From deciphering Nazi secret codes to intercepting the most complex Japanese ciphers, women code-breakers have been a force to be reckoned with. Back in 1917, the CIA did not exist, leaving the realm of code-breaking to a small group living on an estate somewhere in the countryside of Illinois.
19th-century computers and algorithms
The stars of this code-breaking team were Elizebeth Smith and William Friedman, one with a degree in English Literature and the other with a PhD in genetics. The two of them had zero training doing what they did, but, with an eye for discovering patterns which they learned in their academic fields, they were cracking codes for the military which were sent from Washington. Forgotten by the history books in the last 100 years, they are now gaining fame and prominence for their work, long after their death. In the same manner, 19th-century mathematician, Ada Lovelace worked with Charles Babbage on many algorithms for his early computer. She was also the one out of the two who realised the importance of computers in the future. Now Elizebeth Smith had a knack for cracking codes and “was repeatedly called in to fix messes that nobody else could fix. Her skills were so unusual that she became indispensable.” Her talent for code-breaking was used long after the end of WWI.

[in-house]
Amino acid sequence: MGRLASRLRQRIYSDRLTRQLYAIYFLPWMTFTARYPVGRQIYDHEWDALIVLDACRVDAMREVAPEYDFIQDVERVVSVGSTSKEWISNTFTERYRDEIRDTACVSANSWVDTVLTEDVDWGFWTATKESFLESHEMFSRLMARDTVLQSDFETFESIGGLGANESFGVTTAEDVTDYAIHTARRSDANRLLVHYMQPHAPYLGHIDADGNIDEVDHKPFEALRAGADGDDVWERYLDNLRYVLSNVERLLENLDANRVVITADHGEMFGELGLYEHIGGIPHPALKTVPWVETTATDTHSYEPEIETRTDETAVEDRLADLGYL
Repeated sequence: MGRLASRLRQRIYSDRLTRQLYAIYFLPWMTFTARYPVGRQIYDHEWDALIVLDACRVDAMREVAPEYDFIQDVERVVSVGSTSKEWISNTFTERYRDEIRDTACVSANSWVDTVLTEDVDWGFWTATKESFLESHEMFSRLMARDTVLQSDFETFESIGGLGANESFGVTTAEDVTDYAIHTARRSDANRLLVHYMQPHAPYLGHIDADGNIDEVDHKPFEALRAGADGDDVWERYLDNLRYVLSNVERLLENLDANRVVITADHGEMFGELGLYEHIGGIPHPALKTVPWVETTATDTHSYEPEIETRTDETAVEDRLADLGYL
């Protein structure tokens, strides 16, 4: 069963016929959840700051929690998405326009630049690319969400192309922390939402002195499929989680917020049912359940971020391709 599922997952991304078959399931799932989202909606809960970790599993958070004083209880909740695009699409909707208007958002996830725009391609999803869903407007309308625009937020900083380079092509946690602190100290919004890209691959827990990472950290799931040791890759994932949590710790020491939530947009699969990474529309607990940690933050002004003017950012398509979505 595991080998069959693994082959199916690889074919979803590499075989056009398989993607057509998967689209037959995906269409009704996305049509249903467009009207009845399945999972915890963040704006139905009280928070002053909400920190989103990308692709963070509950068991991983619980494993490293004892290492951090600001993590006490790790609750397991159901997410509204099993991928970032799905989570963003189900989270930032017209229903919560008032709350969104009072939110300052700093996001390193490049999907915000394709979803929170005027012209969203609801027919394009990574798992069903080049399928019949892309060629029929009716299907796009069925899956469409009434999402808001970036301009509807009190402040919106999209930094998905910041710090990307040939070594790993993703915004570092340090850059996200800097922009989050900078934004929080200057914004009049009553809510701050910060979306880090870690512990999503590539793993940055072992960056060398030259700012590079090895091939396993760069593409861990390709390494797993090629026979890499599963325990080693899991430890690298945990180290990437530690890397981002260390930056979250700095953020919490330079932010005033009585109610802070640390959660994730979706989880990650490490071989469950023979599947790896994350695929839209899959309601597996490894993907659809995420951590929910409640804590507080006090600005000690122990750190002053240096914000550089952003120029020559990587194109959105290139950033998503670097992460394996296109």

Women broke the most impossible codes
However, much of the credit for her work was taken by Edgar Hoover and the FBI as she was sworn to secrecy and did not want to be in the news. In 1940, the Japanese were notorious for their uncrackable codes, but code-breaker Genevieve Grotjan who worked with Friedman did the unimaginable and broke the unbreakable ‘Purple’ code. Meanwhile, Ann Caracristi who was wokring with her colleagues broke many crucial Japanese codes which led to the coining of “Pencil pushin’ mamas, sink the shipping of Japan.” Author of ‘Code Girls: The Untold Story of the American Women Code Breakers of World War II’, Liza Mundy explains, “They were able to supply the Pentagon every day with order of battle – that became a huge operation. At [US facilities] there were definitely women at every step of the way.”
Writers like Mundy strongly believe that women can equal men in programming fields, saying “We don’t need to have that debate because we have the history – when you go to the history, women have been there, and they’ve been doing this work all along.”
Image credit: history.com